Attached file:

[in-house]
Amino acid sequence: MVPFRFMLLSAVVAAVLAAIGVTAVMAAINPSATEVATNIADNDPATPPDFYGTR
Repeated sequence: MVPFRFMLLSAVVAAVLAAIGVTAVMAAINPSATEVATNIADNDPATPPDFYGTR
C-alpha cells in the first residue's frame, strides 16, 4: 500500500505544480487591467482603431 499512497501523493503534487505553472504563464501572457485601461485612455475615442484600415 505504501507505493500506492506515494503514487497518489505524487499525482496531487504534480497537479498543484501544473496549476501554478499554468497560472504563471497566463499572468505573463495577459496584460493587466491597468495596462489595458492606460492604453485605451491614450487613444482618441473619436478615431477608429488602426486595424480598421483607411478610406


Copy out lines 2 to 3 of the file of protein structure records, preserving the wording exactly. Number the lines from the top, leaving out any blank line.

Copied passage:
Amino acid sequence: MVPFRFMLLSAVVAAVLAAIGVTAVMAAINPSATEVATNIADNDPATPPDFYGTR
Repeated sequence: MVPFRFMLLSAVVAAVLAAIGVTAVMAAINPSATEVATNIADNDPATPPDFYGTR